Smoke Screen by Jorn Lier Horst and Thomas Enger

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Smokescreen by Thomas Enger and Jorn Lier Horst

Translated by Megan Turney — Oslo’s New Year’s Eve festivities are disrupted by a terrorist attack. The climactic fireworks display is interrupted by an explosion. A bomb, hidden in a rubbish bin at the riverside, has been remotely triggered; luckily most of the force of the explosion is directed out over the water, but there are still several fatalities. Detective Alexander Blix, on duty with his partner Kovic that evening, responds to the call for help, and finds himself in the river bringing an unconscious woman to the shore. Her bank card identifies her as Ruth-Kristine Smeplass, who was both a victim and a suspect in a pivotal crime in Blix’s detective career.

Emma Ramm was also at the celebrations. Ramm is a journalist for an online news outlet, and is hoping that the night will represent not just a new year for her but also a break from the past. Last year she was the target of a serial killer. While Blix was able to solve the case and the two of them became friends in the process, the emotional scars remain. Ramm’s hopes for a restorative evening are ruined by the bombing and subsequent discovery that her Danish boyfriend, Kasper Bjerringbo, is one of the victims.

Blix and Kovic are seconded to the anti-terrorism taskforce, but Blix is struck by the coincidence of Smeplass being at the crime scene. CCTV footage has identified a lone male placing the bomb in the bin a few minutes before the explosion, and Blix can’t help speculating that the terrorism angle is a deliberate ruse, and that this was an attack directly aimed at Smeplass. Ten years ago, Smeplass reported the abduction of her daughter Patricia, and Blix was the lead detective. Smeplass has a history of mental health difficulties and drug addiction, and when she split with her husband, Christer Storm Isaksen, he had been given custody of Patricia. Both parents were suspects in Patricia’s disappearance, but the case was never solved. To compound the tragedy, Isaksen was later found guilty of murdering a witness who came forward with information pertaining to the abduction after Isaksen offered a reward.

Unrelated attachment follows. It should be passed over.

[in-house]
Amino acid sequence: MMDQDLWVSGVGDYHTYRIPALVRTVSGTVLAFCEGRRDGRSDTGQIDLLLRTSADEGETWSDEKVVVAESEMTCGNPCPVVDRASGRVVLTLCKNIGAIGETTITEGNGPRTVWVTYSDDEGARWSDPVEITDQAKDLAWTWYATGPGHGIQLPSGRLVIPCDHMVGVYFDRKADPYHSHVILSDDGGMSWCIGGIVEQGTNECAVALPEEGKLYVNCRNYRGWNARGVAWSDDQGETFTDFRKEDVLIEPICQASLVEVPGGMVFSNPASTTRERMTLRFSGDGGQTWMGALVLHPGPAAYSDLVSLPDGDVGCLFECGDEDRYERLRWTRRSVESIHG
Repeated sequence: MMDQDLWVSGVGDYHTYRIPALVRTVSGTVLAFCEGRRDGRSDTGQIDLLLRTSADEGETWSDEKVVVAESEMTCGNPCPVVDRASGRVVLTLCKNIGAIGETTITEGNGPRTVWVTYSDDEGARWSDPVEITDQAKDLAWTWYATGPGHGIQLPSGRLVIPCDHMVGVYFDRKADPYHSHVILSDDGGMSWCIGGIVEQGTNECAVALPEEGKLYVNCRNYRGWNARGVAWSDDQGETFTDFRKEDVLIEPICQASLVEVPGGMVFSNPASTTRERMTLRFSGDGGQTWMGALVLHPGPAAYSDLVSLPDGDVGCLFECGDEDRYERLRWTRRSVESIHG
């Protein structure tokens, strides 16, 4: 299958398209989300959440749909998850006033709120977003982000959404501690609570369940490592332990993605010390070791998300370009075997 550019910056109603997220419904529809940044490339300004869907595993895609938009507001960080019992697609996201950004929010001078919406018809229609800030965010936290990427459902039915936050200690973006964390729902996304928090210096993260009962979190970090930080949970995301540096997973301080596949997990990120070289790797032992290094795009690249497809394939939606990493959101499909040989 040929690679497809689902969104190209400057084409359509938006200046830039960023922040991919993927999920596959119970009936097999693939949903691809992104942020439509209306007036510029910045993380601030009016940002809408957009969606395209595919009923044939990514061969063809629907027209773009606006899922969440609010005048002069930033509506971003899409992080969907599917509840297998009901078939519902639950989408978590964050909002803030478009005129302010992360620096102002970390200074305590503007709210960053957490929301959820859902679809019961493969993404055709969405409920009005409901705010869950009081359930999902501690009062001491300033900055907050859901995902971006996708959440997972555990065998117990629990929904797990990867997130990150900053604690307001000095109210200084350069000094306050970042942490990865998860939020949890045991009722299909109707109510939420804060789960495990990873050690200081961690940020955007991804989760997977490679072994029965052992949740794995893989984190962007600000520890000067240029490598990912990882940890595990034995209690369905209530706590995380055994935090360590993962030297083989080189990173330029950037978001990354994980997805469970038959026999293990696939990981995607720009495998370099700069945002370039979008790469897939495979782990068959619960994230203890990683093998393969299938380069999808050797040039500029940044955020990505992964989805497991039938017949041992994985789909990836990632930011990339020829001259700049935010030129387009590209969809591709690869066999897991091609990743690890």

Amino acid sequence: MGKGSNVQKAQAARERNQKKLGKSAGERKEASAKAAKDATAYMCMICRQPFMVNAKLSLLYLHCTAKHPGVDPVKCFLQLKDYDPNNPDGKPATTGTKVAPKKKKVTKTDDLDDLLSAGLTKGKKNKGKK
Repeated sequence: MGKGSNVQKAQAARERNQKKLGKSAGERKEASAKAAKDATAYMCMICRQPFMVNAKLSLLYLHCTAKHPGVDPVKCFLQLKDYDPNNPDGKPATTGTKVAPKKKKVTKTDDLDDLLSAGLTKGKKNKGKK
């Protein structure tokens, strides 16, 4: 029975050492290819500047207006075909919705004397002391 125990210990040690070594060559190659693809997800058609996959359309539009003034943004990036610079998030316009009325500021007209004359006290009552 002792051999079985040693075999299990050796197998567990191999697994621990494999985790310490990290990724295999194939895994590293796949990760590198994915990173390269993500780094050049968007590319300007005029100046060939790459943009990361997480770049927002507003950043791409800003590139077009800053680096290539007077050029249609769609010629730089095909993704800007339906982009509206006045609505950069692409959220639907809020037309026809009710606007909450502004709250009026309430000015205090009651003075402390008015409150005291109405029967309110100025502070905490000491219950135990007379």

It’s a messy history but Blix begins by digging in to Smeplass’ activity in the days leading up to New Year’s Eve. Her boyfriend tells him that she had travelled in secret to Denmark, returned with a large some of money that she couldn’t explain having, and had then gone out of contact. Her only close friend, Nina, has also disappeared.

Ramm, meanwhile, wants to keep busy to stop her thinking too much about Kasper. She saw Blix recovering the unconscious woman from the river and persuades him to reveal her identity. When she finds out about Blix’s previous involvement with Smeplass, she resolves to dig deeper into the past to write an article about her.

Jorn Lier Horst and Thomas Enger are two well established Norwegian crime writers with successful series of their own. Smoke Screen is the second novel in the Blix and Ramm series after last year’s Death Deserved, which was their first collaboration. The two protagonists shared history is skilfully recapped here, and new readers to the series need be put off by not having read the first novel.

It is a proficient mainstream thriller, working in familiar Nordic noir territory. In Blix we see an echo of Mankell’s Kurt Wallander – a middle-aged man suffused with loneliness and regret and trying to connect with his younger daughter. The dramatic, violent twists bring to mind Jo Nesbo, a little. However, Horst and Enger for the most part avoid the excesses of those authors.

Smeplass is key to the mystery, and as Blix and Ramm investigate her life independently from different angles, they once again find themselves side by side in peril. The mystery of the bombing and of Patricia’s disappearance a decade ago were both solved to my satisfaction in an enjoyable novel where the clever plotting always kept me engaged.

If Smoke Screen sounds interesting, why not take a look at our lists of the best Nordic noir novel in 2016 and 2018 for more reading suggestions?

Orenda Books

CFL Rating: 3 Stars

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